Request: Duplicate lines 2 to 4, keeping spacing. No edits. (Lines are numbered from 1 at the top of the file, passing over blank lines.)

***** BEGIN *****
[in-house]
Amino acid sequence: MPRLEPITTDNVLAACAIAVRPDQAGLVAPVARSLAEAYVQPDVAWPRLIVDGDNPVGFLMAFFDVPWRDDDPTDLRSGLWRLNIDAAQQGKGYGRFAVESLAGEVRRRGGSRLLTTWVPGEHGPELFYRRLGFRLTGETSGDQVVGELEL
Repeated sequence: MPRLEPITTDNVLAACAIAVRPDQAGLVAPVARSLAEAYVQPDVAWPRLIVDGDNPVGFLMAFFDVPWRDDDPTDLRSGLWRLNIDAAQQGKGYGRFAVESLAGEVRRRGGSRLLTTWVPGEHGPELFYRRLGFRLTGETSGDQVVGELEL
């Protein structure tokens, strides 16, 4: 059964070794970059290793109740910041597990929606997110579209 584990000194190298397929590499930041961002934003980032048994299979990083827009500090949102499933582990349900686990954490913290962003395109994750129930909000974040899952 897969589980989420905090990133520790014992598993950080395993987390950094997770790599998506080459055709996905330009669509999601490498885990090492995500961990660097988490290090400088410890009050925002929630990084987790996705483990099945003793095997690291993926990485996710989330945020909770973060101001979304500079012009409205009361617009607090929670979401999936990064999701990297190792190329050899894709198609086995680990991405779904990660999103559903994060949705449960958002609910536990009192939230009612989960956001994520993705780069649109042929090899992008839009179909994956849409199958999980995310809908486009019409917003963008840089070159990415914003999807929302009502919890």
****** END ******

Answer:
Amino acid sequence: MPRLEPITTDNVLAACAIAVRPDQAGLVAPVARSLAEAYVQPDVAWPRLIVDGDNPVGFLMAFFDVPWRDDDPTDLRSGLWRLNIDAAQQGKGYGRFAVESLAGEVRRRGGSRLLTTWVPGEHGPELFYRRLGFRLTGETSGDQVVGELEL
Repeated sequence: MPRLEPITTDNVLAACAIAVRPDQAGLVAPVARSLAEAYVQPDVAWPRLIVDGDNPVGFLMAFFDVPWRDDDPTDLRSGLWRLNIDAAQQGKGYGRFAVESLAGEVRRRGGSRLLTTWVPGEHGPELFYRRLGFRLTGETSGDQVVGELEL
């Protein structure tokens, strides 16, 4: 059964070794970059290793109740910041597990929606997110579209 584990000194190298397929590499930041961002934003980032048994299979990083827009500090949102499933582990349900686990954490913290962003395109994750129930909000974040899952 897969589980989420905090990133520790014992598993950080395993987390950094997770790599998506080459055709996905330009669509999601490498885990090492995500961990660097988490290090400088410890009050925002929630990084987790996705483990099945003793095997690291993926990485996710989330945020909770973060101001979304500079012009409205009361617009607090929670979401999936990064999701990297190792190329050899894709198609086995680990991405779904990660999103559903994060949705449960958002609910536990009192939230009612989960956001994520993705780069649109042929090899992008839009179909994956849409199958999980995310809908486009019409917003963008840089070159990415914003999807929302009502919890």